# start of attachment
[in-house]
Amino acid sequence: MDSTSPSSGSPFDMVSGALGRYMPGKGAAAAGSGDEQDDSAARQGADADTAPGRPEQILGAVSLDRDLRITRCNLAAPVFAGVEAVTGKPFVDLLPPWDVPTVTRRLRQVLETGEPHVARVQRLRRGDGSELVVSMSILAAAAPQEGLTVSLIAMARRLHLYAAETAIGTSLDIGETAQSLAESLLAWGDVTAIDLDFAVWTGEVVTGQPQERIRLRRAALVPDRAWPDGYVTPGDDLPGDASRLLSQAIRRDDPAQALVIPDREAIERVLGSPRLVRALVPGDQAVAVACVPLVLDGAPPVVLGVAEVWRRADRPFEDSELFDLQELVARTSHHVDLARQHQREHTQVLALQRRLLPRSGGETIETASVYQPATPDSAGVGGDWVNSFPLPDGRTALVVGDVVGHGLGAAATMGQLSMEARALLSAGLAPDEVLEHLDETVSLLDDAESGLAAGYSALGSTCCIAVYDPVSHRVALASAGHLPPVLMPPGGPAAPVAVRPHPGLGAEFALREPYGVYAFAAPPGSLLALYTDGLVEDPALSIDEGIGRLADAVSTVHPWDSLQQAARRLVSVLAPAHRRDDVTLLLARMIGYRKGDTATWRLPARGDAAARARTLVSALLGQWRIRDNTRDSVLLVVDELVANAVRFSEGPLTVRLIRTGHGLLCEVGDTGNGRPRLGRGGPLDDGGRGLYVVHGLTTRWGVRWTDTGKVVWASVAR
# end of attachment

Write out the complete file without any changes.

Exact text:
[in-house]
Amino acid sequence: MDSTSPSSGSPFDMVSGALGRYMPGKGAAAAGSGDEQDDSAARQGADADTAPGRPEQILGAVSLDRDLRITRCNLAAPVFAGVEAVTGKPFVDLLPPWDVPTVTRRLRQVLETGEPHVARVQRLRRGDGSELVVSMSILAAAAPQEGLTVSLIAMARRLHLYAAETAIGTSLDIGETAQSLAESLLAWGDVTAIDLDFAVWTGEVVTGQPQERIRLRRAALVPDRAWPDGYVTPGDDLPGDASRLLSQAIRRDDPAQALVIPDREAIERVLGSPRLVRALVPGDQAVAVACVPLVLDGAPPVVLGVAEVWRRADRPFEDSELFDLQELVARTSHHVDLARQHQREHTQVLALQRRLLPRSGGETIETASVYQPATPDSAGVGGDWVNSFPLPDGRTALVVGDVVGHGLGAAATMGQLSMEARALLSAGLAPDEVLEHLDETVSLLDDAESGLAAGYSALGSTCCIAVYDPVSHRVALASAGHLPPVLMPPGGPAAPVAVRPHPGLGAEFALREPYGVYAFAAPPGSLLALYTDGLVEDPALSIDEGIGRLADAVSTVHPWDSLQQAARRLVSVLAPAHRRDDVTLLLARMIGYRKGDTATWRLPARGDAAARARTLVSALLGQWRIRDNTRDSVLLVVDELVANAVRFSEGPLTVRLIRTGHGLLCEVGDTGNGRPRLGRGGPLDDGGRGLYVVHGLTTRWGVRWTDTGKVVWASVAR